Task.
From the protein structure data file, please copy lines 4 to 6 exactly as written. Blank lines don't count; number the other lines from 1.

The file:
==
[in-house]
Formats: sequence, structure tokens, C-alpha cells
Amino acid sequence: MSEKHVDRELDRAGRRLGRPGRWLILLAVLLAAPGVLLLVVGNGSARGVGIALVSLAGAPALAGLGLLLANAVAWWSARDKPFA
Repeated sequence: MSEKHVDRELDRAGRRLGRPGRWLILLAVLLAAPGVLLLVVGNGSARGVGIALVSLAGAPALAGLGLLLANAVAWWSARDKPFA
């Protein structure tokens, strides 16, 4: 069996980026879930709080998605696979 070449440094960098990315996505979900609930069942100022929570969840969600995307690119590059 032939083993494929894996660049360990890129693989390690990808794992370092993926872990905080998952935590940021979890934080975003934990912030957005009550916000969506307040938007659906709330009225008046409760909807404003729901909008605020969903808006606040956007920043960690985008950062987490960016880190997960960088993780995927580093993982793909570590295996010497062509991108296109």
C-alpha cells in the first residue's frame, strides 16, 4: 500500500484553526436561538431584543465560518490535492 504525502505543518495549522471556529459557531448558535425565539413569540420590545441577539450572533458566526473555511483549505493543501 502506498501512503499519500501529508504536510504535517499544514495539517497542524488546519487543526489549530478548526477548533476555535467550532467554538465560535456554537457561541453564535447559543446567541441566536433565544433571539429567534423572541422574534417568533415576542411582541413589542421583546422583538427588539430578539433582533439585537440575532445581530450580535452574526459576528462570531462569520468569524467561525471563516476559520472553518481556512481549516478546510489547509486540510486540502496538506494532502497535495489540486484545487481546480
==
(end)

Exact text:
Repeated sequence: MSEKHVDRELDRAGRRLGRPGRWLILLAVLLAAPGVLLLVVGNGSARGVGIALVSLAGAPALAGLGLLLANAVAWWSARDKPFA
């Protein structure tokens, strides 16, 4: 069996980026879930709080998605696979 070449440094960098990315996505979900609930069942100022929570969840969600995307690119590059 032939083993494929894996660049360990890129693989390690990808794992370092993926872990905080998952935590940021979890934080975003934990912030957005009550916000969506307040938007659906709330009225008046409760909807404003729901909008605020969903808006606040956007920043960690985008950062987490960016880190997960960088993780995927580093993982793909570590295996010497062509991108296109």
C-alpha cells in the first residue's frame, strides 16, 4: 500500500484553526436561538431584543465560518490535492 504525502505543518495549522471556529459557531448558535425565539413569540420590545441577539450572533458566526473555511483549505493543501 502506498501512503499519500501529508504536510504535517499544514495539517497542524488546519487543526489549530478548526477548533476555535467550532467554538465560535456554537457561541453564535447559543446567541441566536433565544433571539429567534423572541422574534417568533415576542411582541413589542421583546422583538427588539430578539433582533439585537440575532445581530450580535452574526459576528462570531462569520468569524467561525471563516476559520472553518481556512481549516478546510489547509486540510486540502496538506494532502497535495489540486484545487481546480